When breast is not best

While it is recommended that women opt for breastfeeding, there are a plethora of valid reasons why a mother may choose to opt out. Breastfeeding is free only if you don’t count how much time it can take away from working mothers. There is a serious time investment that goes into breastfeeding. Some women feel uncomfortable breastfeeding if they are on prescription drugs, like antidepressants, since they do not want to potentially pass those to their infant through breast milk. Some women experience great discomfort while breastfeeding even with the help of lactation consultants. Those with HIV/AIDS or who are going through chemotherapy should not breastfeed. For women who wish to use breast milk, but for whatever reason, cannot use their own, there are often donor banks for breast milk at hospitals. There can also be many other valid reasons for a woman to choose not to breastfeed, thus it is important to normalize breastfeeding while also not shaming women who choose to not do so themselves. 


[1] Joannes-Boyau, Renaud, et al. “Elemental Signatures of Australopithecus Africanus Teeth Reveal Seasonal Dietary Stress.” Nature, vol. 572, no. 7767, Aug. 2019, pp. 112–15. PubMed, Dietary Stress.” Nature, vol. 572, no. 7767, Aug. 2019, pp. 112–15. PubMed,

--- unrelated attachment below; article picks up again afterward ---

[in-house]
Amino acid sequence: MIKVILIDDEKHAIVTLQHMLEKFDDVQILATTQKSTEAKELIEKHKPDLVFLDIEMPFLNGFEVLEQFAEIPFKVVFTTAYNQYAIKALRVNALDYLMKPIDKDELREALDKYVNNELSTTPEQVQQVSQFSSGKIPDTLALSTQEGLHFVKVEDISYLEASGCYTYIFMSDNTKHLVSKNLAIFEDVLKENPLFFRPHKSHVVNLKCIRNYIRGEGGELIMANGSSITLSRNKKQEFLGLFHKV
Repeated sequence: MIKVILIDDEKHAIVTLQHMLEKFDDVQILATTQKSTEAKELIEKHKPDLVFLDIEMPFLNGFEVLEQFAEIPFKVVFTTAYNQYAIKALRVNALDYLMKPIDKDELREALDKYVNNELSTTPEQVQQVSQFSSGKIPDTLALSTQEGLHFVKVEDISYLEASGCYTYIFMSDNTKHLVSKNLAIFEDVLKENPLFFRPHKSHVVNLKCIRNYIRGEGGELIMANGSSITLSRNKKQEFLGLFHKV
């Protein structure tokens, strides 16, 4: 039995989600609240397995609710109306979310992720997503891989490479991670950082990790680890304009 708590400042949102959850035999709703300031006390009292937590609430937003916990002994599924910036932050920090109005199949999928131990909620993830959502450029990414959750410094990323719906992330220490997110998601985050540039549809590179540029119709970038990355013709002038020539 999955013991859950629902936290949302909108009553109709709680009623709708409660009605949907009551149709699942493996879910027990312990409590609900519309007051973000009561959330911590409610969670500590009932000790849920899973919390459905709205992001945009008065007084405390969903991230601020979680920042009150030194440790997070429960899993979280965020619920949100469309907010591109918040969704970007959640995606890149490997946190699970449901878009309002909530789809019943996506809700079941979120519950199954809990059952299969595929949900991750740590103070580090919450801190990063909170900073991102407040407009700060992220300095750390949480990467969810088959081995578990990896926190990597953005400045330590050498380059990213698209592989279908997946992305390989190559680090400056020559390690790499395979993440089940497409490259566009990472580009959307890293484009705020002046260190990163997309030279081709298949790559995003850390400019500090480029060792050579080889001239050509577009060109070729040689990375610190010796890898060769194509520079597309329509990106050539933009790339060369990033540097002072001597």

[2] “A Brief (and Fascinating) History of Breastfeeding and Its Alternatives.” St. Paul Birth Center | Birth Center Minneapolis St. Paul Minnesota, Accessed 10 Nov. 2021.

[3] Centers for Disease Control and Prevention, 24 Aug. 2021,

[4] Formula, Institute of Medicine (US) Committee on the Evaluation of the Addition of Ingredients New to Infant. “Comparing Infant Formulas with Human Milk.” Infant Formula: Evaluating the Safety of New Ingredients, National Academies Press (US), 2004.,

[5] Centers for Disease Control and Prevention, 24 Aug. 2021,

[6] ne Years of Age: Results of an Irish Cohort Study.” Social Science & Medicine (1982), vol. 72, no. 9, May 2011, pp. 1515–21. PubMed,

[7] Breastfeeding Benefits Babies’ Brains. Accessed 10 Nov. 2021. Lactancia Materna Frente a Lactancia Con Leche de Fórmula (Para Padres) – Nemours KidsHealth. Accessed 11 Nov. 2021. Le

[8Breastfeeding and the Microbiome | OHSU. Accessed 28 Nov. 2021.

[9] Huërou-Luron, Isabelle, et al. “Breast- v. Formula-Feeding: Impacts on the Digestive Tract and Immediate and Long-Term Health Effects.” Nutrition Research Reviews, vol. 23, no. 1, June 2010, pp. 23–36. (Crossref),